I decided to move on to Learn Python the Hard Way and found that I was able to start where I had left off barring a few questions here and there. When I had questions I was able to find them quickly; the indexing for the site is pretty straightforward and easy to navigate. All of this is to say that, while I have not given up on JavaScript, I have given up on Codecademy.

Let me say again, however, Codecademy is a great place to get your feet wet and get a general understanding of how coding works. But the utility stops there. If I had the time I’m sure I could sit down and blow through all the exercises in a week or two but I’m not sure how much I would retain after that.

I will continue with LPtHW now that I have free time. I willalso investigate some other JavaScript tutorials when time allows. I There may also be more links and ideas about learning how to code in relation to my own research in learning and language acquisition. I still get a lot of hits for the couple reviews I have done and I would like this to be a good resource for people wanting to learn to code (even if I can’t offer any teaching directly!).


Dear EA

If you want your users to always be connected, please make sure the multiplayer component of your game is also the most compelling. Some of the lone wolves will still pirate your game but people who like to play together will use your servers to find people to play with and, more importantly, get new players to join in the fun.

Good luck.


Codecademy JavaScript Track: Status Report

When learning a new language I like to stuff my brain with vocabulary and grammar until I’m about to burst with new words and concepts. I don’t retain all of the new information, of course. However, the point is not retention but acclimation. Approaching language this way allows me to wrap my arms around the bigger concepts of a language while I start to learn the basics. When I have the big picture I know what I’m working toward.

I say this because, with Codecademy, I only feel like I’m getting a trickle of vocabulary and not seeing the big picture. I’m halfway through the track and I’ve learned about variables, functions, arrays, and for loops but I still have no idea how any of these tools fit work together to make an interactive website. It would be like learning vocabulary but not learning how to write a sentence or a paragraph. Or what the language sounds like.

I’m not one to complain without offering solutions so I will make a suggestion: keep everything about the introduction the same except with a link at the end to webpage that uses JavaScript. Then link back to a page that shows how the HTML/CSS/JS work together. Then – and this is important – use it as a reference point throughout the track . So many of the exercises feel like simple “vocabulary” because they have no context. If I knew how a particular tool would be helpful in the future it would provide the context that is sorely lacking.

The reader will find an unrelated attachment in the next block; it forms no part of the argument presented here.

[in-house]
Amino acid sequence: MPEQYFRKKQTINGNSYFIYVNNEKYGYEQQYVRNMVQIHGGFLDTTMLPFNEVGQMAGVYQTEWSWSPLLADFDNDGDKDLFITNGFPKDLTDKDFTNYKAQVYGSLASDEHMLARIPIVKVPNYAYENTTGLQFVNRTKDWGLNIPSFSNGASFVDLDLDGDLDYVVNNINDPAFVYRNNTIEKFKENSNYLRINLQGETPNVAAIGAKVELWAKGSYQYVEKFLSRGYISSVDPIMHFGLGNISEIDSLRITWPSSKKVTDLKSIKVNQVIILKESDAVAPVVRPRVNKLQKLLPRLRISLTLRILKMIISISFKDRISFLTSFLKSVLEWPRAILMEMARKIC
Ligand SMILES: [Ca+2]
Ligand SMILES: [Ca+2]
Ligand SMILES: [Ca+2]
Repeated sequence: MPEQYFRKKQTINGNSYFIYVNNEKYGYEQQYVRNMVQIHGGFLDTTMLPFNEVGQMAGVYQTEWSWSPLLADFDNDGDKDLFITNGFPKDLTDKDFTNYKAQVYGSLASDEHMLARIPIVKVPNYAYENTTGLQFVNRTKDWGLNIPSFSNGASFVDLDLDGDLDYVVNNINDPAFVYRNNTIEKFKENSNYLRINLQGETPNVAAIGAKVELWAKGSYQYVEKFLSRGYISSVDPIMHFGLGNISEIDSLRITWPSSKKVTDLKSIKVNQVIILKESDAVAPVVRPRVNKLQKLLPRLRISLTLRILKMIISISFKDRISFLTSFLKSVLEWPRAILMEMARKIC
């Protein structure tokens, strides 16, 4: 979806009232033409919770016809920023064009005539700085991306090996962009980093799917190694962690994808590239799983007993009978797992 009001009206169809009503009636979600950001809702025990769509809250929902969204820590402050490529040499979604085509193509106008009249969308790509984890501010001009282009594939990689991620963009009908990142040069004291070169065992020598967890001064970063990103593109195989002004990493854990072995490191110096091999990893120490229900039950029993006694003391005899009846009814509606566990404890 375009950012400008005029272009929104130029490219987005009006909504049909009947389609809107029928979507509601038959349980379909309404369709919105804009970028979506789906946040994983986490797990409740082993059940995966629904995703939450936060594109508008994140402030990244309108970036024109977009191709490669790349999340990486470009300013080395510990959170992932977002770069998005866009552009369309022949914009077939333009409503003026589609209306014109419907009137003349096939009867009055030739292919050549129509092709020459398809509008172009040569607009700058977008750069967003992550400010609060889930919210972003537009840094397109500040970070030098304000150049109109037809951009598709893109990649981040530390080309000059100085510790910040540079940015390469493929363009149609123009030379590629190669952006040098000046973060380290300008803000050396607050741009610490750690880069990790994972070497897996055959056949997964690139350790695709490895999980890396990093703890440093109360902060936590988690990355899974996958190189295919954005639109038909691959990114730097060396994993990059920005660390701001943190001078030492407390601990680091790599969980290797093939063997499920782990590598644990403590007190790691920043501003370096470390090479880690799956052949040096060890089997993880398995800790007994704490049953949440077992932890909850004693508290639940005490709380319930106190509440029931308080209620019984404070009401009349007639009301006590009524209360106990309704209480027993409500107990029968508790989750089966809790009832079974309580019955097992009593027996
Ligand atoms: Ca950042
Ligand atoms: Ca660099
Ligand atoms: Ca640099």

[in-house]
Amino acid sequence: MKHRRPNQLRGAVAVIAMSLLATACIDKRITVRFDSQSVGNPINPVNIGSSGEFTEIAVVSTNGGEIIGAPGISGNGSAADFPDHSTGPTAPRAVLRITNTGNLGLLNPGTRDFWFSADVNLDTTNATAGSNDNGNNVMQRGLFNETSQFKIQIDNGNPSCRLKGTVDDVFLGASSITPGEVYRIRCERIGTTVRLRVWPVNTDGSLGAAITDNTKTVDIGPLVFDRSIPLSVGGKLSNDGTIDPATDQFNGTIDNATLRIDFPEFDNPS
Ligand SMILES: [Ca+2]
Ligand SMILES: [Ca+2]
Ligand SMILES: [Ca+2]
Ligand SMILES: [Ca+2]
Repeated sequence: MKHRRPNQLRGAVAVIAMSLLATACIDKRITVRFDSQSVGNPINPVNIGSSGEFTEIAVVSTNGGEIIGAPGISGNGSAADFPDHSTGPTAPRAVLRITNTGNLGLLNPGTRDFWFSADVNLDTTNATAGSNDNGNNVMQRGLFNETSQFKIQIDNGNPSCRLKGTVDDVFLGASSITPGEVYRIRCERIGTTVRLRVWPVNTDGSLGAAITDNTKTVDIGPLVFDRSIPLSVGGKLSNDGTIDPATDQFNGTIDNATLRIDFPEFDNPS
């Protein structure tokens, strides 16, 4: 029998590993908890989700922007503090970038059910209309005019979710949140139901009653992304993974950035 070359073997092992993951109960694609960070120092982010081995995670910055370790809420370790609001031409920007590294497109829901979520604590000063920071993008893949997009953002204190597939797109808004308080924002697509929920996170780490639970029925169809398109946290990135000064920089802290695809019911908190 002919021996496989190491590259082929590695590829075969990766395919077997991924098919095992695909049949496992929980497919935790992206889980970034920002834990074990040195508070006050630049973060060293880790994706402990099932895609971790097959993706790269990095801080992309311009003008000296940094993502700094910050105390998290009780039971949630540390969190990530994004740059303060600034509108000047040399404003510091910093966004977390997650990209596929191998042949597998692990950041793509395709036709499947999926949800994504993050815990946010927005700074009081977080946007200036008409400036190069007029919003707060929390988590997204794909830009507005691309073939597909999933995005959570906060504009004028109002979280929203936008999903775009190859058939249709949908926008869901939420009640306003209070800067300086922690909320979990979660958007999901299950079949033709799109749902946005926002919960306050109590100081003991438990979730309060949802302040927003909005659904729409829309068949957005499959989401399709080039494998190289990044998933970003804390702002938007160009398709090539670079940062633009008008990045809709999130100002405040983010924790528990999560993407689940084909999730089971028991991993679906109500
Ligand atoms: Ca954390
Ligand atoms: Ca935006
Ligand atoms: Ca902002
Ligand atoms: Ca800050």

On a side note: I have been thinking about this for a few days. Today, I read the first chapter of JavaScript: The Definitive Guide. The first chapter ends, as you might have guessed, with an illustration like I suggested above – and it was very helpful.

Although the narrow focus is disappointing, I still can’t discount Codecademy as an excellent entry point into programming. I never expected it to be the end-all of my learning and I have already begun to look for resources to continue learning about JavaScript once I finish the Codecademy track. I found a promising lead here – I’ll try to not get too distracted until I finished what I started. I’ll get back to Codecademy … right after I finish the second chapter of JavaScript: The Definitive Guide.

Coming up: reference resources and Learn Python the Hard Way progress report.



Codecademy Review: Web Fundamentals

I don’t pretend to know what the people want. Thankfully I don’t have to: my stats tell me the people want reviews of coding tutorials. My review for Coursera’s Learn to Program has been a constant source of traffic since it went up last year. Never one to withhold from the great and weary masses, I will starting doing more regular reviews of programming courses.

I liked the Learn to Program class very much and wanted to do more through Coursera for my next project/review. However, I wanted to do more with Python and there were no more introductory/intermediate programming classes offered. After snooping around I discovered Learn Python the Hard Way by Zed Shaw. I’m working through this course now (and loving it). A full review on LPtHW will come when I’m finish.

Python is well and good but I realized that a scripting language mainly used on the Web would be rather lonely without the company of HTML and CSS. Shaw, unfortunately, does not have any materials for either CSS or HTML. I knew that Codecademy had an HTML module so I decide to have a look.

My did my first dabbling programming on Codecademy when it was still in beta. At the time I thought the introductory JavaScript track was a fun and interesting diversion but I promptly forgot all about the site when I finished.

What is it?

Web Fundamentals is more robust than the JavaScript introduction from back when. The goal of the course is, as the name suggest, to teach students “the building blocks of web development with HTML and CSS.”

How does it work?

The Web Fundamentals track is divided into six sections (e.g., Introduction to HTML)  and each section has two courses (e.g. Project: Build Your Own Website is the second course in the Introduction to HTML section). Each course has anywhere from six to twenty-six exercises. The track starts with HTML and ends with students using their knowledge of HTML and CSS to build a web page.